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Pre-Raphaelite News

The PRS Project Funding Award

The Pre-Raphaelite Society is delighted to announce that our first ever Project Funding Award has been made to The Patons of Dunfermline. Cat Berry, on behalf of the charity, explains what will happen with the money:


The Patons of Dunfermline is a charity dedicated to researching and promoting the work of 19th century Scottish artists Sir Joseph Noël Paton, Amelia Robertson Hill and Waller Hugh Paton. 

Sir Joseph Noël Paton, sometimes known as ‘the Scottish Pre-Raphaelite’, was lifelong friends with Sir John Everett Millais, Alice Mary Chambers and other members of the Pre-Raphaelite Brotherhood. He was best known for painting fairies and religious scenes and became Queen Victoria’s Painter and Limner for Scotland. His childhood home, Wooers’ Alley in Dunfermline, with its magical woodland garden of twisting ivy-covered trees, mossy rocks and meandering stream, provided the perfect backdrop for his extraordinary fairy paintings of Oberon and Titania in the Scottish National Galleries, and featured throughout his early work and that of his siblings. According to the Art Journal, 1895, the art critic John Ruskin came to visit:

On visiting Wooers’ Alley, Mr. Ruskin bore quaint testimony to the peculiar charm of the place. Turning round under a clump of old limes, he exclaimed to Sir Noel: “Well, this is a perfect. A. P.” “But what is an A. P.?” he was asked in some bewilderment. 

“Why, an Airthly Paradise, to be sure,” he laughingly replied...

The Patons’ home, Wooers’ Alley Cottage was demolished in 1926. Now the garden - 3 acres of wooded glen in the centre of Dunfermline with a stream running through it – has become thickly overgrown with scrub and ivy over the last 100 years, heavily littered and a place for antisocial behaviour. Our local volunteers have been working tirelessly to clear up the woodland. As they have begun to cut back the undergrowth, they have made some exciting discoveries, including the walls of the original terraces, two sets of garden steps and evidence of planting from the time of the Patons. Next, we plan to restore and maintain this beautiful woodland garden, bringing back the native species and wildflowers which used to grow there in the time of the Patons – including the native fairies, which came to prominence at the time of the Patons and have existed in centuries of local folklore. 


This will take three stages:

1: Enhancing the biodiversity of the woodland by restoring the native wildflowers and trees. Using the Patons’ artworks and historic records, we have identified some of the native wild flowers which grew at Wooers’, including foxglove, harebell, primrose, violet, wood sorrel, red campion and oak trees.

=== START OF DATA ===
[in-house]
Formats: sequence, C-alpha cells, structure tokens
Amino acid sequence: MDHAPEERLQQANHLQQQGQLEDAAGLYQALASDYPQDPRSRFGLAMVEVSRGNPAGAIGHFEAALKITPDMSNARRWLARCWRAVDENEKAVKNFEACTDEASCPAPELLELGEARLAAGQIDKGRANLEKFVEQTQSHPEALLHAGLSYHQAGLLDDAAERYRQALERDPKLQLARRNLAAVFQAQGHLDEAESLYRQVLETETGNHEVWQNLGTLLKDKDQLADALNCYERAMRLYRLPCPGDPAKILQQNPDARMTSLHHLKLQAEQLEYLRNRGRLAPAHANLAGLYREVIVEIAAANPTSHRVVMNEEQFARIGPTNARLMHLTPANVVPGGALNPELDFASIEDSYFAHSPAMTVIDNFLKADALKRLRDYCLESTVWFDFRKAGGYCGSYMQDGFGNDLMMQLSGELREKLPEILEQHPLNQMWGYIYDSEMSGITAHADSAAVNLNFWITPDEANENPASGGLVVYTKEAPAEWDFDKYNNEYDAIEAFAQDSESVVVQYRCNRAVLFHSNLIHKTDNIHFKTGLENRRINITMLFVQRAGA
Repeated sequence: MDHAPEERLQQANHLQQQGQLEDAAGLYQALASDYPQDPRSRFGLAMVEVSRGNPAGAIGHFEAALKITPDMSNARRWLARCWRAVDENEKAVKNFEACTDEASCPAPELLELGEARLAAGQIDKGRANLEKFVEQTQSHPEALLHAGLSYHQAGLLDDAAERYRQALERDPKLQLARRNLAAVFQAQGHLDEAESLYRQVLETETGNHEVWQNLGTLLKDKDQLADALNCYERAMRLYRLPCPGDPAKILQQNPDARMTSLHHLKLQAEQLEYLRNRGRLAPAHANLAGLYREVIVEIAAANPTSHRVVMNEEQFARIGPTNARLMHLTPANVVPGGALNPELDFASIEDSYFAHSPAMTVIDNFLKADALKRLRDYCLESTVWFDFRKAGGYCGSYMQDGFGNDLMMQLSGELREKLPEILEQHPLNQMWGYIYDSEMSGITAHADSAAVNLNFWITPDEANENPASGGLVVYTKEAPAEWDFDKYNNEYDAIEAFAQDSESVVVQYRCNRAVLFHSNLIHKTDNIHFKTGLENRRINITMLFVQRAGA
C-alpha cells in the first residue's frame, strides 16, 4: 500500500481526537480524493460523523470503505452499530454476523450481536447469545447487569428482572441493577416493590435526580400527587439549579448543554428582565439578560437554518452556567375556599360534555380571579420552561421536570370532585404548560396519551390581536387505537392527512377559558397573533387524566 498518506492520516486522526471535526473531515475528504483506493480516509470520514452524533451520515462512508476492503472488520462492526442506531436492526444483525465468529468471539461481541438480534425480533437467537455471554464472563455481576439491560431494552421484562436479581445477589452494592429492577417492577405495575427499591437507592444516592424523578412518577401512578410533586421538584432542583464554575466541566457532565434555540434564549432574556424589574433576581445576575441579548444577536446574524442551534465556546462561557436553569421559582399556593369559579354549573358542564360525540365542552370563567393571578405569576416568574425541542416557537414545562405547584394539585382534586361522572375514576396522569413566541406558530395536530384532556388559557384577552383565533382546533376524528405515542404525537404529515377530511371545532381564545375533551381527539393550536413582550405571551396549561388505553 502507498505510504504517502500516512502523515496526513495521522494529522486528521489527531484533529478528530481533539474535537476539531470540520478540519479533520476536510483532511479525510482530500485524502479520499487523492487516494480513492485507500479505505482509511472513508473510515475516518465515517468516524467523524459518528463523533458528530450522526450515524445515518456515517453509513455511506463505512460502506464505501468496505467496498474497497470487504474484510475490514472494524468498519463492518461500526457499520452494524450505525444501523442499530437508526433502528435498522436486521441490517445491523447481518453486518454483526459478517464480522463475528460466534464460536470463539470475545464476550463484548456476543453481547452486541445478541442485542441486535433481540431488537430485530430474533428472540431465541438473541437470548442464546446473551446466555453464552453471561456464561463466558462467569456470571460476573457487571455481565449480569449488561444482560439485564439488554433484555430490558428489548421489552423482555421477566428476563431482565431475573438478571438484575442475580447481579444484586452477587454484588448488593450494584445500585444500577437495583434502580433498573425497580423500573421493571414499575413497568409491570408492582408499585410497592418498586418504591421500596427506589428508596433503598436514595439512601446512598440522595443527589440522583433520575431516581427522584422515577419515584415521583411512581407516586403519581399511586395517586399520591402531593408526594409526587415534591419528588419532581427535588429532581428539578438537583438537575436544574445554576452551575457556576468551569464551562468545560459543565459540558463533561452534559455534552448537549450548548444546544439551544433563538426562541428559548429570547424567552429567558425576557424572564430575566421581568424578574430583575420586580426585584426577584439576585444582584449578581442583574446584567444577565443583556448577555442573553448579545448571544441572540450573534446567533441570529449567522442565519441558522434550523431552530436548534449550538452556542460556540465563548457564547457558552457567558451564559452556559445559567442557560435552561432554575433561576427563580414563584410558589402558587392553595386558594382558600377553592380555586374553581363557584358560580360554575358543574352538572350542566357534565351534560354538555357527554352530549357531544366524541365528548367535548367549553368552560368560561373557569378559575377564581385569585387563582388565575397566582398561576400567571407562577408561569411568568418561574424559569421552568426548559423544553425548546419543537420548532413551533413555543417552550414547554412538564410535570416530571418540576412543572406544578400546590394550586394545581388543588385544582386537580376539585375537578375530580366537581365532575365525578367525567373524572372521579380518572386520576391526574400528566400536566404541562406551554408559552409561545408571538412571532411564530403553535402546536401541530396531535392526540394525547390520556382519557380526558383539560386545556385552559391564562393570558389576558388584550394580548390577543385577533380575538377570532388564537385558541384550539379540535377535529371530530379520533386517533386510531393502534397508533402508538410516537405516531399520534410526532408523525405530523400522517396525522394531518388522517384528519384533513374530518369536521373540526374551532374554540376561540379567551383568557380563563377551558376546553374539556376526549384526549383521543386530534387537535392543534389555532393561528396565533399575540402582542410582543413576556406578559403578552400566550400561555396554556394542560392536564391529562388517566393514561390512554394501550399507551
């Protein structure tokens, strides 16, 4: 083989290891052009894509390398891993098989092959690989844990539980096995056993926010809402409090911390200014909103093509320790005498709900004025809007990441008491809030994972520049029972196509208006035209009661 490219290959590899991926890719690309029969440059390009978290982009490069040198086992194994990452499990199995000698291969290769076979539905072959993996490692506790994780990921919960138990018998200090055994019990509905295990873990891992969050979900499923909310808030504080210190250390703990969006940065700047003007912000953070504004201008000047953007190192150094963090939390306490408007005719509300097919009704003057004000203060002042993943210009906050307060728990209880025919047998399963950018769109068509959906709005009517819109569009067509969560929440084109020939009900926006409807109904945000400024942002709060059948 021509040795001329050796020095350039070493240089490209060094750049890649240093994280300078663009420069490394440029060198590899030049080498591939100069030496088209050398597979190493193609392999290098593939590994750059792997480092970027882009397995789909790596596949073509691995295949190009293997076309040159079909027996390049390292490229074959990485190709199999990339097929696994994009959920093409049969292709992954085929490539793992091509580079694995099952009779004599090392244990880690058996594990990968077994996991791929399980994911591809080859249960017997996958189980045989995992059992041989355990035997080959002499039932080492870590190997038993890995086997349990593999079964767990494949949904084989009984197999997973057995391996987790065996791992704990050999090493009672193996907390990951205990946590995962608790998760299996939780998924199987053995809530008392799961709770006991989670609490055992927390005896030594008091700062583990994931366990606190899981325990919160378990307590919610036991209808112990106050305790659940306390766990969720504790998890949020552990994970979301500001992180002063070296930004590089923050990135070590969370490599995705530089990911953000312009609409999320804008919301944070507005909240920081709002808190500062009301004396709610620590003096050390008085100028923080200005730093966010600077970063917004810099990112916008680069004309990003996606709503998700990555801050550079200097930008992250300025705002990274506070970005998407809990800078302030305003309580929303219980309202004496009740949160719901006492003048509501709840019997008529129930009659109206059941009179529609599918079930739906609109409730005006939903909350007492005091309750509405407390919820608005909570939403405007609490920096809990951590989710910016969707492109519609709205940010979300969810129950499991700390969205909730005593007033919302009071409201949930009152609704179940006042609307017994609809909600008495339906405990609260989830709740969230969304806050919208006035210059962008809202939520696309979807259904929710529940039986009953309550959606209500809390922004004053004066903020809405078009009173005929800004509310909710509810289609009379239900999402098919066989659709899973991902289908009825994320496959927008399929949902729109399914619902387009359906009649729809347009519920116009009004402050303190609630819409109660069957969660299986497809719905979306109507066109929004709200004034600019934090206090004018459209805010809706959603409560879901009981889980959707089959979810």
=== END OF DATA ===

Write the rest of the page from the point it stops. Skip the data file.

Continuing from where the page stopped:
2: Installing signage to encourage visitors and community groups to walk through Wooers’ Alley, connect with nature, learn about the history of the garden and improve their physical and mental wellbeing. 

3: Engaging with children and young people by ‘restoring’ the old Wooers’ Alley Cottage digitally and the native species of fairies, which have lived in this woodland for centuries. Via a digital augmented reality (AR) platform and our website, visitors will be able to walk around the garden and see the famous Paton fairies in situ as well as seeing how Wooers’ Alley Cottage looked before it was demolished. The aim is to encourage young people to develop a relationship with the land, so that future generations will take care of the wildlife at Wooers’ Alley.


We are absolutely delighted with the news that the Pre Raphaelite Society will be granting £1000 to this exciting project. Part of the money will be spent on building a small scale model of Wooers’ Alley Cottage to enable our animators to more easily build a 3D model of Wooers’ Alley for our AR experience. The model will be publicly displayed in September 2024, as part of Sir Joseph Noël Paton’s belated bicentenary celebrations which will include an exhibition at Dunfermline Carnegie Library and Galleries and guided walks through Wooers’ Alley. The other part will be spent on fully funding our website for the next three years, so that we can concentrate on communicating our research, further telling this so far untold story of the significance of Wooers’ Alley in influencing the Patons’ early work. 


The Patons of Dunfermline SCIO

Registered Charity: SC051857

PO Box 28679, Edinburgh EH5 3PR

Sir Joseph Noël Paton
with his daughter

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